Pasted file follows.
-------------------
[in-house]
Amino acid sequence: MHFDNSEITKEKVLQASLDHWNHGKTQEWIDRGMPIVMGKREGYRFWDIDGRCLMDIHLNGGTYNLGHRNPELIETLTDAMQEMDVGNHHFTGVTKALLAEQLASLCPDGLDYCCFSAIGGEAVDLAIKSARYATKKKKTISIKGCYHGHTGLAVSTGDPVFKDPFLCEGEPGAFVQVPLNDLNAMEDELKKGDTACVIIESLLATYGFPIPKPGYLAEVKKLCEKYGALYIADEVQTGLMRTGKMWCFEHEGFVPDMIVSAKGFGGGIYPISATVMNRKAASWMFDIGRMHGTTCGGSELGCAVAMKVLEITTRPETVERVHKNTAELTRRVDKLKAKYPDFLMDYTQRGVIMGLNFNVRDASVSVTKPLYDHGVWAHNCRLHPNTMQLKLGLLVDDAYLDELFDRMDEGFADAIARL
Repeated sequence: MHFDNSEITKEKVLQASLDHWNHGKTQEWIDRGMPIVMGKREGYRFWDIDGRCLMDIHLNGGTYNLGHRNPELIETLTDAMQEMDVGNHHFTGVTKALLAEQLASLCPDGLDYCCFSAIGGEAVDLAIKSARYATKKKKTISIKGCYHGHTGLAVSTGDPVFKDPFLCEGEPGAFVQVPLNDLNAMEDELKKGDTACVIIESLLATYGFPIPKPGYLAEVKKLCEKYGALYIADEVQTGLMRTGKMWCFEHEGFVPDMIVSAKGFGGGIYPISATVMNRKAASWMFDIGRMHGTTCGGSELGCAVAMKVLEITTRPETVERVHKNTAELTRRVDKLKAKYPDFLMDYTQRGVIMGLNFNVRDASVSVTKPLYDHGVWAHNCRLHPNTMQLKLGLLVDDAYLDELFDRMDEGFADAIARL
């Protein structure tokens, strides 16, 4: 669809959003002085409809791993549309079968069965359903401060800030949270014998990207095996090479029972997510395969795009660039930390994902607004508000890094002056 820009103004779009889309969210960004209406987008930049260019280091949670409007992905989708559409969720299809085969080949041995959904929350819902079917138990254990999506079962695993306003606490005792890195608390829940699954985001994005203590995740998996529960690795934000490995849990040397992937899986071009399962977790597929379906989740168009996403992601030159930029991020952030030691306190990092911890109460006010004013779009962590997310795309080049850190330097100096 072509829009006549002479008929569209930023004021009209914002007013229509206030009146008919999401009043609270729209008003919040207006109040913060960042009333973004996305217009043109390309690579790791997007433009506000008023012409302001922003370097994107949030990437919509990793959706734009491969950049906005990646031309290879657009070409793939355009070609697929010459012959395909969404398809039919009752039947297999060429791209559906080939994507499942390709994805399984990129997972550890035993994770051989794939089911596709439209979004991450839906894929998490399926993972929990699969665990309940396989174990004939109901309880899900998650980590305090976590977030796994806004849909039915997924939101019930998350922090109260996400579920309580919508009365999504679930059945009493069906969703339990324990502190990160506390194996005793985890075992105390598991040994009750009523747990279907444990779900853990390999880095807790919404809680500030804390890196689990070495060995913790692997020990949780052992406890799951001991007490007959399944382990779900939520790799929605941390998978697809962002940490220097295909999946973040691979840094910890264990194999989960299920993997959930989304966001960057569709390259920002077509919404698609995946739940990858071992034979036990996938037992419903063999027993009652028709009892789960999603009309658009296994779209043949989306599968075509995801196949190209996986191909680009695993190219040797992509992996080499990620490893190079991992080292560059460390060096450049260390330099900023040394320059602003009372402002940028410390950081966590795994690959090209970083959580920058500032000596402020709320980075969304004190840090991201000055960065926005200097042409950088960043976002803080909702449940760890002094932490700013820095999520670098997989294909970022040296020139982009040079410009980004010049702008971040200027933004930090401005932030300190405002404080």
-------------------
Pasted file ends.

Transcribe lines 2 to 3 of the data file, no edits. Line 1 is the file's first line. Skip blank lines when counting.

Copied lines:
Amino acid sequence: MHFDNSEITKEKVLQASLDHWNHGKTQEWIDRGMPIVMGKREGYRFWDIDGRCLMDIHLNGGTYNLGHRNPELIETLTDAMQEMDVGNHHFTGVTKALLAEQLASLCPDGLDYCCFSAIGGEAVDLAIKSARYATKKKKTISIKGCYHGHTGLAVSTGDPVFKDPFLCEGEPGAFVQVPLNDLNAMEDELKKGDTACVIIESLLATYGFPIPKPGYLAEVKKLCEKYGALYIADEVQTGLMRTGKMWCFEHEGFVPDMIVSAKGFGGGIYPISATVMNRKAASWMFDIGRMHGTTCGGSELGCAVAMKVLEITTRPETVERVHKNTAELTRRVDKLKAKYPDFLMDYTQRGVIMGLNFNVRDASVSVTKPLYDHGVWAHNCRLHPNTMQLKLGLLVDDAYLDELFDRMDEGFADAIARL
Repeated sequence: MHFDNSEITKEKVLQASLDHWNHGKTQEWIDRGMPIVMGKREGYRFWDIDGRCLMDIHLNGGTYNLGHRNPELIETLTDAMQEMDVGNHHFTGVTKALLAEQLASLCPDGLDYCCFSAIGGEAVDLAIKSARYATKKKKTISIKGCYHGHTGLAVSTGDPVFKDPFLCEGEPGAFVQVPLNDLNAMEDELKKGDTACVIIESLLATYGFPIPKPGYLAEVKKLCEKYGALYIADEVQTGLMRTGKMWCFEHEGFVPDMIVSAKGFGGGIYPISATVMNRKAASWMFDIGRMHGTTCGGSELGCAVAMKVLEITTRPETVERVHKNTAELTRRVDKLKAKYPDFLMDYTQRGVIMGLNFNVRDASVSVTKPLYDHGVWAHNCRLHPNTMQLKLGLLVDDAYLDELFDRMDEGFADAIARL